How to Spend Your Summer

Finals are over! For those of you that are graduating, congratulations! You made it!

pexels-photo-65977For those of you that aren’t and are facing a four-month summer, here are some tips to make it through in a productive way.

  1. Find an internship. The benefit of having such a long summer is that you have room for a significant work experience – if you use the entire four months, it could even count for a co-op. A lot of already-established internships last for only one or two months, so you can split your summer between work experience and relaxation.
  2. Set up an independent project. If you can’t find an internship, try to come up with your own project! Hone in on an area that you want to further study and contact people that might serve as valuable sources of knowledge. If you’re staying around campus, Snell would be a great place to work as most of the student population will not be around.
  3. Research. Keep an eye out for research opportunities with past professors, PhD candidates, and department heads. Some research projects experience a lull over the summer if most of the work relies on students, but others thrive since research can be the main focus with classes temporarily on hold.
  4. See the world! If you have always longed to travel, now is your time. The academic year can be hectic and there is not much time to go abroad during the scheduled breaks, so the summer is a perfect time to travel to the other side of the world where it would take a week just to get over jetlag. Do some research, talk to friends about the best places to go, and make sure you have the finances available to travel.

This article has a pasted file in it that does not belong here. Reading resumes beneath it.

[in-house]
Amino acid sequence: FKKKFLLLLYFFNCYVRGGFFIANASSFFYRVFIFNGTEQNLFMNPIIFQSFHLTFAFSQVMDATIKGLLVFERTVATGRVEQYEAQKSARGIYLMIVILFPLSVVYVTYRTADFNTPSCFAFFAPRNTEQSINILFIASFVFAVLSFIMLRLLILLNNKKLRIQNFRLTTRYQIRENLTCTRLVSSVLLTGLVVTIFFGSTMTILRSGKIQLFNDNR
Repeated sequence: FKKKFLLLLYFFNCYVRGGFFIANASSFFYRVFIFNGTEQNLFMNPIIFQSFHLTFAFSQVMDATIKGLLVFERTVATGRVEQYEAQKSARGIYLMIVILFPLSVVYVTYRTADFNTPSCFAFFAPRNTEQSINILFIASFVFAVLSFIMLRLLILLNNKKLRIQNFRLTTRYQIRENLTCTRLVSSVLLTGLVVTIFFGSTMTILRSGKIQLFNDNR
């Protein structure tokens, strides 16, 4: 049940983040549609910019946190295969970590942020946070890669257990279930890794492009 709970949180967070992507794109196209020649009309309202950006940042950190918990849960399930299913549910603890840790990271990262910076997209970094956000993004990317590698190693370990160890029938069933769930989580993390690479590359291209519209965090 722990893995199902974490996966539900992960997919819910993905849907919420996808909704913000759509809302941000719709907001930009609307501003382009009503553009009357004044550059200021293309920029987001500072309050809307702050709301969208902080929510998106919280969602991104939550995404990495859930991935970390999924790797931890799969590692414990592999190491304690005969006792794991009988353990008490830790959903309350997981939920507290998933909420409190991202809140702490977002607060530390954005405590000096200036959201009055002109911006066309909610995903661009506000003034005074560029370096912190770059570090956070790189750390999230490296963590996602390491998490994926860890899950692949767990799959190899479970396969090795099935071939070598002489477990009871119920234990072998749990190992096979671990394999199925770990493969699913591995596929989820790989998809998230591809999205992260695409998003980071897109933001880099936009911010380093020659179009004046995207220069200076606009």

5. Go on a dialogue. Along the same lines of seeing the world, a dialogue would be a great opportunity to travel while doing concrete work and earning course credit at the same time. Take a look at Northeastern’s dialogue website at http://www.northeastern.edu/geo/dialogue/. All of the applications for this summer are closed, but look around for ones you might want to pursue in the summers ahead.
  6. Relax. The school semester is a stressful time so take advantage of the sun and lack of constant pressure to breathe for a moment. Go home, see family, and make memories. Refresh yourself and renew your scholarly spirit for the upcoming academic year.

 

 

Spring Cleaning for Your Social Media

This post was authored by Ria Kalinowski

Spring is finally here! Flowers are blooming, students are graduating, and it’s time to dust off your social media accounts. Presenting your best self while job searching is extremely important. You need to make sure your social media presence is helping you do that. Here are some tips for cleaning up and improving your LinkedIn, Twitter, and Facebook profiles.Ria 1

LinkedIn

  • Update your photo! Make sure your picture is recent and professional.
  • Boost your Search Engine Optimization! Add industry specific keywords to your headline and summary. Adding relevant words increases the chance that your profile comes up when employers and recruiters search for potential employees.
  • Grow your network by joining groups! You can learn about what people in your industry are talking about and contribute to the discussion. You can also send direct messages to people who are members of the groups you are a part of.

Twitter